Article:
This piece by Matt Lewis of The Daily Caller inspired me to write about authenticity with local candidates. Lewis writes about Hillary Clinton slipping into a southern accent while campaigning in South Carolina:
The revolt against the phoniness of American life goes back to at least the 60s, which is why it’s odd that Hillary Clinton is so transparently engaging in “show business.” But for Generation X, in particular, the ethos of authenticity practically defines our generation. It’s why Kurt Cobain in a cardigan was cooler than KISS in makeup. It’s why single camera sitcoms with laugh tracks (once wildly popular) now feel so damned cringeworthy. It’s even why John McCain, with all his flaws, seemed much cooler than George W. Bush in 2000.
When I was finishing up college I attended every political fundraiser I could. Two to three evening a week I would throw on a suit and head to some political event to do some networking (to find a job).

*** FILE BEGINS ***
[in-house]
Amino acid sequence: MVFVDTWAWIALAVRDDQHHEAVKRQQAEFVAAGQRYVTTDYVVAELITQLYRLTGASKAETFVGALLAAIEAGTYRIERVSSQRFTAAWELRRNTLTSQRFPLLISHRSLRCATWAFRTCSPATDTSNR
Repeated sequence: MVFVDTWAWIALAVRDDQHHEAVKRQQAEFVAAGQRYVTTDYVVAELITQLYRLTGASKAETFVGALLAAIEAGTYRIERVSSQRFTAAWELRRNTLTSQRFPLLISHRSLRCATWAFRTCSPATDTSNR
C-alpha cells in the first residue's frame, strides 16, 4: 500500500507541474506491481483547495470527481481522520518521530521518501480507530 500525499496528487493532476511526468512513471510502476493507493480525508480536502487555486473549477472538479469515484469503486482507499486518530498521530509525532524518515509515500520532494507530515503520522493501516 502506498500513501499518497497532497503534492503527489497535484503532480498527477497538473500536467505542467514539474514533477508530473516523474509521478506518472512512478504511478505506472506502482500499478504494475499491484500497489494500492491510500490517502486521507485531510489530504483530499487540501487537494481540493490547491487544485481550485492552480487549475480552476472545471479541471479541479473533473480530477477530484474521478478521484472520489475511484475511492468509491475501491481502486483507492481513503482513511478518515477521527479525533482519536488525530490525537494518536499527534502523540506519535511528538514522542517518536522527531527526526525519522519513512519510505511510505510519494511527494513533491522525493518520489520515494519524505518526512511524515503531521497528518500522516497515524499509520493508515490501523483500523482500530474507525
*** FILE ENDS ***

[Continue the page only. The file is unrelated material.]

Over time I got to know a lot of the campaign staffers who attended the same fundraisers. Our favorite part of the endless speeches was sitting in the back and cracking jokes about the candidates we thought were fakes.
Voters can often see the same things. Be authentic.
That means embracing your background as part of your campaign rather than being the candidate who is for all the things your voters are for at the time. Any areas where you don't line up perfectly with the voters will be outweighed by your authenticity.
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